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NONFICTION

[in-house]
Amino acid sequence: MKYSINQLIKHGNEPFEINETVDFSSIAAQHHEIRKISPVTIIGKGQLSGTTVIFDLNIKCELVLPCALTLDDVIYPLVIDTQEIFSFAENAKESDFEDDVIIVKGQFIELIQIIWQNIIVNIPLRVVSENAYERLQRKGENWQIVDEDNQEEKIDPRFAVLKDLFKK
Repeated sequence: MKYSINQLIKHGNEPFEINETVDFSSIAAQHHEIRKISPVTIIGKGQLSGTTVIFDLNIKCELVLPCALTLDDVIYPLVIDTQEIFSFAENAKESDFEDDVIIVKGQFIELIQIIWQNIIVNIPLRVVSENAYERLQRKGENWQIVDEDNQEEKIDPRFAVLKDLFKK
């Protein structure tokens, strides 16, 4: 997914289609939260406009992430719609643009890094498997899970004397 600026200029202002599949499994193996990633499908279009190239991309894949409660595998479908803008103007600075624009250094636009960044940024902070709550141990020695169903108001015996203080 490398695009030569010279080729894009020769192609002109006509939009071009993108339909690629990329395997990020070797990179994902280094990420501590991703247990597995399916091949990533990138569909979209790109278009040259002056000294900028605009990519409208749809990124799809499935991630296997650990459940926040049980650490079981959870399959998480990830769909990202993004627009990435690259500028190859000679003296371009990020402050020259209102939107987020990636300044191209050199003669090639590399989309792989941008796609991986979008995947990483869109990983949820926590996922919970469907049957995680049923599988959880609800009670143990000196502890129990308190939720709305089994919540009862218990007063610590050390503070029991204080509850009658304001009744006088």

WITNESS FOR THE DEFENSE by Elizabeth Loftus and Katherine Ketcham (St. Martin’s: $19.95; 304 pp.). “Do you have no morals, no conscience?” psychologist Elizabeth Loftus is accustomed to being asked. When we learn that she is an expert witness who has used her research into the fallibility of memory to defend such clients as serial killer Ted Bundy and the McMartin teachers, we are inclined to muster the same righteous indignation. “Witness for the Defense,” though, reminds us that distinctions between criminals and the innocent are not as clear in the courtroom as they are in true-crime books. Loftus shows how easily our memory can be distorted by a prosecutor’s suggestions and by a hunger for revenge, which often generates a momentum that not even the suspect’s innocence can stop. Ultimately, though, Loftus’ reasoning is too inconsistent to convince us that her testimony on behalf of suspects is helping Justice. For instance, she usually decides whether to testify by asking herself, “What if he’s innocent?” but when one case touches her personally as a Jew--that of the suspected Nazi John Demjanjuk--she turns it down, asking “But what if he’s guilty?”


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